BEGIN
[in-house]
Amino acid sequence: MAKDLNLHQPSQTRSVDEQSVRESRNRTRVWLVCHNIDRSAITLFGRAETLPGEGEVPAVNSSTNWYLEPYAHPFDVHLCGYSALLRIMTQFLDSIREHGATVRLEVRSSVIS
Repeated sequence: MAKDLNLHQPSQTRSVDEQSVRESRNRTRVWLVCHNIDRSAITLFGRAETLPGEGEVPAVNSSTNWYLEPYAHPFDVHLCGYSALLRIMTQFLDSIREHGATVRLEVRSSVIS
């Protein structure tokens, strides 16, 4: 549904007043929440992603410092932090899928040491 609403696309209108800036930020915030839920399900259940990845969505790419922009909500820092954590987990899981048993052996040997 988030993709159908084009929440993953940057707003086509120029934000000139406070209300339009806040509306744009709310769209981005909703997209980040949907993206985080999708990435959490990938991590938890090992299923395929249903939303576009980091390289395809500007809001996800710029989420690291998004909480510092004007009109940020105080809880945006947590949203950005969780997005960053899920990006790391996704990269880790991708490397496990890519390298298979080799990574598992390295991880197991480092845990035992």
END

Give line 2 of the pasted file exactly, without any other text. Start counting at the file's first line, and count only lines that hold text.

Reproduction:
Amino acid sequence: MAKDLNLHQPSQTRSVDEQSVRESRNRTRVWLVCHNIDRSAITLFGRAETLPGEGEVPAVNSSTNWYLEPYAHPFDVHLCGYSALLRIMTQFLDSIREHGATVRLEVRSSVIS